I recently moved into a house that was consuming 85 kWh a day through winter. Ouch. I’m working to reduce it but realistically dropping it below half of that might be hard. Philosophically and economically irrationally I want my home to be a net zero consumer of electricity. If I can’t achieve this on a daily or weekly basis then I’ll settle for an annual basis.
Our peak loads will most certainly be in winter when solar irradiation is at it’s minimum, this is our constraint. I installed 10kW of panels and a 10kW inverter to start with. I might over panel it in future.
Thinking about all of the above, and granted storage is rapidly becoming more feasible, maximising self consumption of power from residential solar is going to play an important role in minimising the use of fossil fuel generated electricity.
This blog post is my experience of figuring out how to do this.
Solar system comprises of:
- 36 x Hanwha Q.Cells Gmbh Q.Peak 280W mono modules
- 18 x TIGO Dual Maximisers with independent panel tracking
- 1 x TIGO Single Maximiser
- 3 x TIGO rooftop gateways
- 1 x TIGO MMU or inverter datacard
- 1 x Fronius 10.0kw SYMO 3P Austrian Made PV inverter
- 4 x IMO DC isolators
- When excess power is available, divert power in order of priority to:
- Heat pump hot water 1-2 kWh/day
- Electric car charger, if connected, typically needs ~10 kWh/day
- Pool pump, requires 3/6 kWh/day (winter/summer), ideally run in the middle of the day.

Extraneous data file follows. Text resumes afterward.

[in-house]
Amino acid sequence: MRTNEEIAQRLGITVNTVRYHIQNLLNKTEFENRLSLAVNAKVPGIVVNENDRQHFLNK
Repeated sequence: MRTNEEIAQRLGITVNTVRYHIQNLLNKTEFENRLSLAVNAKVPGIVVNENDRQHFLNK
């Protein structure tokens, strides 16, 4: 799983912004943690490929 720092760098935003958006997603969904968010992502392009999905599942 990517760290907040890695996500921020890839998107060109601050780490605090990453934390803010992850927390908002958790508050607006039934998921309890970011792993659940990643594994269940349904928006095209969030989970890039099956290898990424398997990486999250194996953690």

- Storage (if installed in future)
- Air conditioner – during winter and summer only.
- Unit 1: SRD20E : 6.18 kW
- Winter use normally 6+ hours per day.
- Unit 2: TBC seldom used.
- Unit 1: SRD20E : 6.18 kW
- The total demand from the rest of the home is unknown at the moment due to significant recent changes. I’m expecting/hoping it will settle at around 10 kWh per day.
- There’s not a lot around in terms of mainstream out of the box solutions.
- The Fronius inverter has the ability to initiate switching based on excess generation but only on a single circuit.
- A similar approach could be used as this EV owner has setup: https://onestepoffthegrid.com.au/lessons-in-automatically-solar-charging-an-electric-car/
- The Tesla comes with a standard 10 Amp charge connector that will only draw circa 2.5 kW. By leaving this connected over the course of the week the car should receive enough charge. Some manual monitoring will be needed but it can always be topped up with the higher 32 Amp charger.
- http://www.immersun.co.uk/ – website suggests it’s only useful for resistive elements, no mention of heat pumps.
- It’s no use for me but if you’ve yet to install solar an SMA inverter may be worth considering as it can be coupled with their Sunny Home Manager which provides capability for routing excess solar generation.
- Flapping (rapid turning on / off) of power loads is bad for appliances (particularly heatpumps).
- Home automation equipment such as the Insteon gear might be of use.
- PVOuput.org have a website and app for graphing and tracking demand and generation.
- http://solar-log.com.au/ – looks like it will do most of what I’m after. They appear to have a limited presence on the ground in Australia though.
- Zwave, apparently possible with these three components:
- Installed a Fronius Smart Meter, this provides a data feed of power consumption which the inverter uploads to PVOutput.org along with solar energy production data.
- Using the above data from the smart meter I can see that the majority of the time the solar produces enough power to cover the pool pump. I’ve scheduled the pool to run between 10am and 2pm in winter and will extend beyond this in summer.
- Hot water system was changed to a Sanden Heat Pump and has been scheduled to start at 11am each day, typically running for around 2 hours at 1kW load.
- The above two are rudimentary scheduling changes, there are days when solar output is insufficient to cover the load but for the most part it does.
References & Resources:
This post is an ongoing work in progress – check back for updates.